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How Mental Health Impacts Oral Health

April 3, 2023.TruAssure.0 Likes.0 Comments

How Mental Health Impacts Oral Health

Woman sitting on a couch, appearing to be sad

Did you know that your mental health can affect your oral health? It’s easy to understand how brushing, flossing, and regular check-ups keep your teeth and gums healthy. However, you might not realize that your emotional well-being can also affect your teeth and gums. Chronic stress, depression, and anxiety can affect oral health in various ways, and it’s essential to consider mental health in oral health care. Keep reading to learn more about the connection between mental health and oral health.

Stress and Oral Health

Stress and anxiety are common mental health challenges that affect many people globally. Stress can make your heart rate increase, breathing shallow, and blood pressure spike, leading to clenching and grinding of teeth. When an excess amount of the stress hormone cortisol is found in the mouth, you’re more susceptible to chronic diseases, including gum disease.2 It has also been proven to contribute to:

  • Inflammation of the gum tissues
  • Tension-type headaches
  • Canker sores
  • Facial or jaw pain
  • Cold sores

Mental Illness and Oral Health

Mental illnesses impact your mood, thoughts, and behaviors. A diagnosed or undiagnosed mental illness can cause a lack of motivation, including in caring for your oral and overall health and well-being.

Depression and anxiety are commonly associated with several oral health issues, including gum disease, tooth decay and teeth grinding. Consistent teeth grinding caused by stress and anxiety can lead to damaged teeth and even tooth loss in severe cases.3 People with severe mental illness are also more likely to have periodontal disease.4

Take Care of the Basics

When managing a mental illness, caring for your oral health may seem more difficult. You can protect your mental and oral health by taking the following steps:

  • Eat well-balanced meals. A diet full of fresh fruits and vegetables, lean protein, and dairy can help your teeth get the nutrients they need to stay healthy while also avoiding unnecessary sugar that can cause an increase in your blood sugar.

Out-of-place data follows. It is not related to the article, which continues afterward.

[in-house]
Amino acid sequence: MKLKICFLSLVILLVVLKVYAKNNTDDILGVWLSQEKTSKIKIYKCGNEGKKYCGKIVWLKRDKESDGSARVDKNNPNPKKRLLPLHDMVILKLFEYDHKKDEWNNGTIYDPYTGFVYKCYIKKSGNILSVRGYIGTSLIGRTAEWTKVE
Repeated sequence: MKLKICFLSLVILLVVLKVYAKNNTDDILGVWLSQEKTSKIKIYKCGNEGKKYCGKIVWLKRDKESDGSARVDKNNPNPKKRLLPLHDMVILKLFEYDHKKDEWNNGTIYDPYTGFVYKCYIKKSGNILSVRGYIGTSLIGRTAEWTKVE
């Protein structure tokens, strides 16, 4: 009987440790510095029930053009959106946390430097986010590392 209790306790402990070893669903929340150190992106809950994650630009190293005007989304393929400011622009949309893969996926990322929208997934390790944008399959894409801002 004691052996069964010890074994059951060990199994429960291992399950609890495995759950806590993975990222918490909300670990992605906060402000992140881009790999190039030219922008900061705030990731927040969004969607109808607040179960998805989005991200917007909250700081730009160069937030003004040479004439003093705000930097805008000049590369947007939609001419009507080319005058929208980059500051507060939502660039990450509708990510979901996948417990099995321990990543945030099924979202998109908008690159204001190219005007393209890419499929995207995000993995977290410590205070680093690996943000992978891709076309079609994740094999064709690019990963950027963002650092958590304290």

• Exercise often. Staying active on a regular basis helps reduce stress, depression, and anxiety. Exercise also releases endorphins, natural brain chemicals that improve your sense of well-being.
  • Get plenty of sleep. A full night’s rest is key to good oral and overall health. People who get seven to eight hours of sleep per night show less periodontal disease progression.5
  • Brush and floss daily. Brushing your teeth twice a day for at least two minutes with a pea-sized amount of fluoride toothpaste and flossing once a day does wonders for your smile.
  • Talk to your dentist. Your dentist can provide suggestions to help strengthen your daily oral health habits.
  • Speak to a mental health professional. While your dentist is trained to care for your oral health, a mental health professional can focus on your overall well-being.

When you’re facing mental and oral health issues, there’s help to be found. Don’t hesitate to reach out to your dentist, physician, and/or mental health professional to get the care you need.

You can make a difference in your well-being. Diet, sleep, and exercise routines are associated with improved physical and mental health.6 Follow a positive, manageable daily schedule, so you can keep your oral and overall health on track.







6Haines, J., McDonald, J., O’Brien, A., Sherry, B., Bottino, C., Scmidt, M.E., Taveras, E.M. (2013) Healthy habits, happy homes: randomized trial to improve household routines among pre-school-aged children. JAMA Pediatrics, 167,1072-1090.

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